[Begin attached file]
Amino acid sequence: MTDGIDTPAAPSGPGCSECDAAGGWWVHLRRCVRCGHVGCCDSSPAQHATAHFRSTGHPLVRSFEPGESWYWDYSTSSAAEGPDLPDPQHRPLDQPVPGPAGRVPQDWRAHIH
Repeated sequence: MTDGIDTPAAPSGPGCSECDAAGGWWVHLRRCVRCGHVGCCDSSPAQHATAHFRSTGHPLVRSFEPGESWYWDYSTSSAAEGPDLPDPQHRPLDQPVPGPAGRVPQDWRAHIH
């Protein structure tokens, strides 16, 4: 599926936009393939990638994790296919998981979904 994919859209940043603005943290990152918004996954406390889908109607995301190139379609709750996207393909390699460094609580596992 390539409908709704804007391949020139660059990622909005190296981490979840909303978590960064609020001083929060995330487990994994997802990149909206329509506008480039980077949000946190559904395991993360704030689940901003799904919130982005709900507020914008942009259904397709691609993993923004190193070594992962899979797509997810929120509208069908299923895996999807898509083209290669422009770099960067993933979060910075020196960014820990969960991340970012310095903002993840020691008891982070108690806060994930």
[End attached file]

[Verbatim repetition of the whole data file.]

Amino acid sequence: MTDGIDTPAAPSGPGCSECDAAGGWWVHLRRCVRCGHVGCCDSSPAQHATAHFRSTGHPLVRSFEPGESWYWDYSTSSAAEGPDLPDPQHRPLDQPVPGPAGRVPQDWRAHIH
Repeated sequence: MTDGIDTPAAPSGPGCSECDAAGGWWVHLRRCVRCGHVGCCDSSPAQHATAHFRSTGHPLVRSFEPGESWYWDYSTSSAAEGPDLPDPQHRPLDQPVPGPAGRVPQDWRAHIH
């Protein structure tokens, strides 16, 4: 599926936009393939990638994790296919998981979904 994919859209940043603005943290990152918004996954406390889908109607995301190139379609709750996207393909390699460094609580596992 390539409908709704804007391949020139660059990622909005190296981490979840909303978590960064609020001083929060995330487990994994997802990149909206329509506008480039980077949000946190559904395991993360704030689940901003799904919130982005709900507020914008942009259904397709691609993993923004190193070594992962899979797509997810929120509208069908299923895996999807898509083209290669422009770099960067993933979060910075020196960014820990969960991340970012310095903002993840020691008891982070108690806060994930």